On the weekend Biden wins the election



I find it hard to feel anything at all.


I shed a wee tear for the celebrations in Ireland,

Ballina and Mary Robinson, leave the house to buy lemons.


Even in Berlin the mood is lighter,

People gather in her parks, buy her bread.


Blonde, brunette, redheaded couples twinkle

in the changing light, maple leaves underfoot


as I finger the yellow net around my lemons

and think about his hands in my hair two nights ago,


how I was left unsure on my long walk home

but now, wonder where he is. What he’s thinking,


in English or in French. Wonder if his hair

is parted to the right or to the left.


Any poem can be a love poem,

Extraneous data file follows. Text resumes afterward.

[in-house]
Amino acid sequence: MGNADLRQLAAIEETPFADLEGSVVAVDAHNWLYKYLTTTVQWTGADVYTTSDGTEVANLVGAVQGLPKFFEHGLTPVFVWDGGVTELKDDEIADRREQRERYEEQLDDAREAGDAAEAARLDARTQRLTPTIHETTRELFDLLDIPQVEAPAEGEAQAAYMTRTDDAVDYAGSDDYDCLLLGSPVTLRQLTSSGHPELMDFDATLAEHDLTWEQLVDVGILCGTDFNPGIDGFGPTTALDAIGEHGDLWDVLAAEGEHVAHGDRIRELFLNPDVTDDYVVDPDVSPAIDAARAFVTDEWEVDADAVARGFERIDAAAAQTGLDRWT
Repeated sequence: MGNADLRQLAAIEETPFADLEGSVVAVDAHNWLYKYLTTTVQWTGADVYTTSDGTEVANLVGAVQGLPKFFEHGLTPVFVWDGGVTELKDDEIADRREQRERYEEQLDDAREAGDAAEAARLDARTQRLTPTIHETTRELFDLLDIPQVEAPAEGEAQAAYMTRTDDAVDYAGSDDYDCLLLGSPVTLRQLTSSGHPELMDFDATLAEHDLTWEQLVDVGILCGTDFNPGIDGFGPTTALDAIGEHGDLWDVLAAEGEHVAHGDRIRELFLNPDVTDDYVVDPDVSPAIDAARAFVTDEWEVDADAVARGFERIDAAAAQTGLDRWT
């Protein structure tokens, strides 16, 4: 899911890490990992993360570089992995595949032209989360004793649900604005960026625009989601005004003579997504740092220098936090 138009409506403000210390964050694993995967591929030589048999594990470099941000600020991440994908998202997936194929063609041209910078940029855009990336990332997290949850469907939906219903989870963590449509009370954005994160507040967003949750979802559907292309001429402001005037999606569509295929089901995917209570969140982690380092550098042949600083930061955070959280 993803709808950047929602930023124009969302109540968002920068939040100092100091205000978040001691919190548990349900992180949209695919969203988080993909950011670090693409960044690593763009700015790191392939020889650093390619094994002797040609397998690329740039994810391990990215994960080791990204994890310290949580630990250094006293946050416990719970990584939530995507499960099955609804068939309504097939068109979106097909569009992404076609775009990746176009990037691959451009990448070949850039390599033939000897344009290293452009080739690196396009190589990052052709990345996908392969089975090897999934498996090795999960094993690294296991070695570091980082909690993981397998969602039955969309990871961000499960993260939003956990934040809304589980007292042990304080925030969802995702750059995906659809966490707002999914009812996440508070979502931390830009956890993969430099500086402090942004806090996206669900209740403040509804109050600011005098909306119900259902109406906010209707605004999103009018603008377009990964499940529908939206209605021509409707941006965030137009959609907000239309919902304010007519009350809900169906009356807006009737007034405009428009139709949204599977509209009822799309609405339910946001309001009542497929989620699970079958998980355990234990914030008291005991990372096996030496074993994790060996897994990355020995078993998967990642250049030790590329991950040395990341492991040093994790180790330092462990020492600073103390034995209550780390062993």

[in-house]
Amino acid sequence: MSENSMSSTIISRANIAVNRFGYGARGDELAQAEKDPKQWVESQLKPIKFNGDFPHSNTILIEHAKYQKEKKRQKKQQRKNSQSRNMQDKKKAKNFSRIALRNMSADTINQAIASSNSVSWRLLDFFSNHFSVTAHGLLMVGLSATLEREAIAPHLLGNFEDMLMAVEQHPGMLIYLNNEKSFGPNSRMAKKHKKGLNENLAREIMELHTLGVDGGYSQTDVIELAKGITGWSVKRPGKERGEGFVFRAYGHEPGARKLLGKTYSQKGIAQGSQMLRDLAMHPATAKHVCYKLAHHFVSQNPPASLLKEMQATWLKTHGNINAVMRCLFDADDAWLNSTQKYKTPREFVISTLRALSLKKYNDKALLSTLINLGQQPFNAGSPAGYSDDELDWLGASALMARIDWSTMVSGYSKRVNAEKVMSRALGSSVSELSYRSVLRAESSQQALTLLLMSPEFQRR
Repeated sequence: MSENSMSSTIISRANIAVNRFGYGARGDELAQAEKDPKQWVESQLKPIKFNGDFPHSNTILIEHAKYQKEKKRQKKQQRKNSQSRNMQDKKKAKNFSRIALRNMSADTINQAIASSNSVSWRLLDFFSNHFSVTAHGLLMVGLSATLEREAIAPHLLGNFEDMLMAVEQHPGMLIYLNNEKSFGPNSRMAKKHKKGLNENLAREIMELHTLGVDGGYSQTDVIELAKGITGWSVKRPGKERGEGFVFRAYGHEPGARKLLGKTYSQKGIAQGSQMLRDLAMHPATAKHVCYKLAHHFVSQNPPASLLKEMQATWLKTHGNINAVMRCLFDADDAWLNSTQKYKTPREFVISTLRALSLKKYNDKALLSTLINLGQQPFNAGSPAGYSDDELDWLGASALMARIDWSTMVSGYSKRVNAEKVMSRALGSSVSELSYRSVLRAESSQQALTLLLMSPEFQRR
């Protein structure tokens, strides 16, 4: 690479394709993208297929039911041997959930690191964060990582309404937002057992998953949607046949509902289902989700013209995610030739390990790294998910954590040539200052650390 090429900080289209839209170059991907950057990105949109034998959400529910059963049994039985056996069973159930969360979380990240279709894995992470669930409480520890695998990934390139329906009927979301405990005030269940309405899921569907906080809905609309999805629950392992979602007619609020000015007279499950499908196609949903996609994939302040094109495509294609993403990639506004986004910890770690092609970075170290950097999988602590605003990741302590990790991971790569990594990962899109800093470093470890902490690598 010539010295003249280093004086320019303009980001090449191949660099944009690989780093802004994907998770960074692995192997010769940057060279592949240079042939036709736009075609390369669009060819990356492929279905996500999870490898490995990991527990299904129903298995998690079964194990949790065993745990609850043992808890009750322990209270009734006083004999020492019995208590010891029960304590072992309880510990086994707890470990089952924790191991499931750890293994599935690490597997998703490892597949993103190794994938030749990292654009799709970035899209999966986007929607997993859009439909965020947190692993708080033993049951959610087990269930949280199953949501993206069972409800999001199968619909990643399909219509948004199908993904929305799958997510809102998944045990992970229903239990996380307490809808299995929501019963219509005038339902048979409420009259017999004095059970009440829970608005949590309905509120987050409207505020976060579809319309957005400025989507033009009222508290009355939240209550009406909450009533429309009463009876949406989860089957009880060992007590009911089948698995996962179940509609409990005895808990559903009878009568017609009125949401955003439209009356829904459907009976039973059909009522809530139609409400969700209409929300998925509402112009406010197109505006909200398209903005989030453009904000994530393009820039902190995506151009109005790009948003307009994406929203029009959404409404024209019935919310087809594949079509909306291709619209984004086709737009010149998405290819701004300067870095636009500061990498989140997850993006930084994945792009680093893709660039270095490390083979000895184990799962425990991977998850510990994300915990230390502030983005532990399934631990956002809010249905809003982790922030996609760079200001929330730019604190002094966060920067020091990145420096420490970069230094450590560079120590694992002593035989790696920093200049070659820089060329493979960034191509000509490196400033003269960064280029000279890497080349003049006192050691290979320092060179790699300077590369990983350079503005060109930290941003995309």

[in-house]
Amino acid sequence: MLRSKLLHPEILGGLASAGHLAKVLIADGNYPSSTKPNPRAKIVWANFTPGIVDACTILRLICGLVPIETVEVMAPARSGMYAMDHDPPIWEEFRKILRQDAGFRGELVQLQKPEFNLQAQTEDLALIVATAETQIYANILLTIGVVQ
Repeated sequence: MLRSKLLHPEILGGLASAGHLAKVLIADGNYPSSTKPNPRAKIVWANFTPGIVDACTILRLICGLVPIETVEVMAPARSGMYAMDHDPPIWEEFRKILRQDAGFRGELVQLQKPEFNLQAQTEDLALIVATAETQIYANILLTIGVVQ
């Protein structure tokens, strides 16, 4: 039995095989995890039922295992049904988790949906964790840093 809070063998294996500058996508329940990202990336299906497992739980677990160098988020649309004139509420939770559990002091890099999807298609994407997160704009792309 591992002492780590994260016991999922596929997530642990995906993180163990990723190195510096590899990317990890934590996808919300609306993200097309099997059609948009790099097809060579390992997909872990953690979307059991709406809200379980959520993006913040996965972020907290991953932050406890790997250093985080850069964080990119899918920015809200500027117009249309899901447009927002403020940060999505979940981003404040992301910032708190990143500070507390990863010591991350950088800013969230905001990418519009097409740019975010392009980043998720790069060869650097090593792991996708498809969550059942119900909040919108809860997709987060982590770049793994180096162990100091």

and most poems, indeed, consist of longing,


subsist on lack, not relief; no different am I.

Send me a good man so I can show him the door.

I Am a Fish



The warm morning after I drink four

large Pilsners, I gulp cold water till it spills

over my chin, just resist dipping my head

under the spout, nesting in the blue bowl


of porcelain, while everything around me

is golden— golden, yellow, golden, shining!

Fall has struck me again in the street and I cannot

make a step, nor breathe, for fear of rustling.


I suspect my father spent many days with his head in the sink—


and just like that my taps are open, flowing,

restless, golden, loner: destined to love him,

or to love like him. Leaf and tree. School of fish.

Swimming with the stream. One and the same.

Demi Anter is a writer and performer originally from California, now based between London and Berlin. She has been a featured poet at Glastonbury Festival, Bristol Old Vic, the Scottish Storytelling Centre and Poetry Ireland. Her written work has been published by Magma, Mojo, Porter House Review and Ninth Letter, among others. Her debut poetry collection, Small Machine, is forthcoming from Write Bloody UK in April, 2022.